best, randy

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Randy - can anyone possibly be surprised by that? Maybe they should put a quota/control on the gas tax they can collect. Strange how they'll take as much as they want for whatever purpose, and then tell the producer how much they can charge.

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606 - what do you do then when it's a public utility and it's got a capped margin and no incentive to meet increasing demand? If there is behavior that looks like collusion or anti-competitive behavior, then I would say you have a basis for anti-trust. At this point, it looks like nothing more than a pinch in supply and a corresponding nation-wide run on gas stations that caused commodities traders to pay ridiculous amounts on contracts.

Once you start managing things through "programs" or government action, be careful what you wish for. There's no reason to think that with the enormous demand that exists, that smaller and less efficient companies would do any better.

Besides, what amount of revenue was that 8 billion dollars of profit based on. Is that a margin that you'd accept as an individual on an investment? Probably not.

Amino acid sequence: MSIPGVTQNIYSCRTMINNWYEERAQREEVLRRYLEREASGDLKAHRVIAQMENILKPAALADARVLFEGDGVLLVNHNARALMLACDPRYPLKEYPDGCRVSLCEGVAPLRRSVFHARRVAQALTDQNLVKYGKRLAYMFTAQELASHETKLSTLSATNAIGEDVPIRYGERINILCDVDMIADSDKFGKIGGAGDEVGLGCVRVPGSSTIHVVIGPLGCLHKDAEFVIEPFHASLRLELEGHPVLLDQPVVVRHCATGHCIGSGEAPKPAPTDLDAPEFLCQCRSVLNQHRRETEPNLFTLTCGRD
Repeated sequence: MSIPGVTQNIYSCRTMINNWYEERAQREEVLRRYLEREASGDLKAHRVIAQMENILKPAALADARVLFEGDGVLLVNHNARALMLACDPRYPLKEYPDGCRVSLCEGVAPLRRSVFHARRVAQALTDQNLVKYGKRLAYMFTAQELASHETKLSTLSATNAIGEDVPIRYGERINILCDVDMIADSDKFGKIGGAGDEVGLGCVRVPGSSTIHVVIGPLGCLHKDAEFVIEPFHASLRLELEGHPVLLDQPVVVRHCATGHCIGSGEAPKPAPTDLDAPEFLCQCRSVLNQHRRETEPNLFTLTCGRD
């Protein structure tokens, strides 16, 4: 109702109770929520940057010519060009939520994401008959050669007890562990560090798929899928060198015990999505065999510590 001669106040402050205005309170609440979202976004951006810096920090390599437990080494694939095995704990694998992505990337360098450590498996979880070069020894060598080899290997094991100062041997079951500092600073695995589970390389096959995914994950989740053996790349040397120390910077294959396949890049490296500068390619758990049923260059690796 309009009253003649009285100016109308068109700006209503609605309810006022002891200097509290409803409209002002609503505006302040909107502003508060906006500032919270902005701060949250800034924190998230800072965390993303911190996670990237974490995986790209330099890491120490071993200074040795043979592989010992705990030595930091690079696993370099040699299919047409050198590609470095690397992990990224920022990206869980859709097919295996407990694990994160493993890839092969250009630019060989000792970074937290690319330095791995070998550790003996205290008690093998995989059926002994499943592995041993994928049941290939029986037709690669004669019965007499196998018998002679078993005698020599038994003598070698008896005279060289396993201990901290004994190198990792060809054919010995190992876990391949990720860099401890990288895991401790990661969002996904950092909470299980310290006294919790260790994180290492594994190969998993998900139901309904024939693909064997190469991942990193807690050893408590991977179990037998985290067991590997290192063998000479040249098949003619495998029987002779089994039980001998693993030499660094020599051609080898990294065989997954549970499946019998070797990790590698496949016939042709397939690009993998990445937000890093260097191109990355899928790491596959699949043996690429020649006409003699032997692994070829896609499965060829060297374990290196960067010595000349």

all good points mochad.

lets thaake them one by one.

what does ma-bell, any of the edison power companies, water comapnies use for incentive? do they do this because they like us or feel an obligation to us. don't think so. think its more a case of even with control there is plenty of money to be made.

not only that, but no refineries have been built in 15 years. this, while ceos make between 6 and 40 million dollars per year. if you double your herd of milking cows every year but only add one new milk machine every five you would be called a very poor manager, eh? how long would you stay at your job? if folks could not go without milk on a daily babsis probably for a while but it would not be on your skill. ;)

does it look like any collusion or anti competitive behavior? well, when prices go up rapidly on rumors(that would mean no factual babsis) but fail to fall on those same rumors, i suppose you could worm around the semantics but that is what you would be doing. :rolleyes:

by breaking them up, i lean more to the "more folks i have to deal with the harder it is to get a consensus".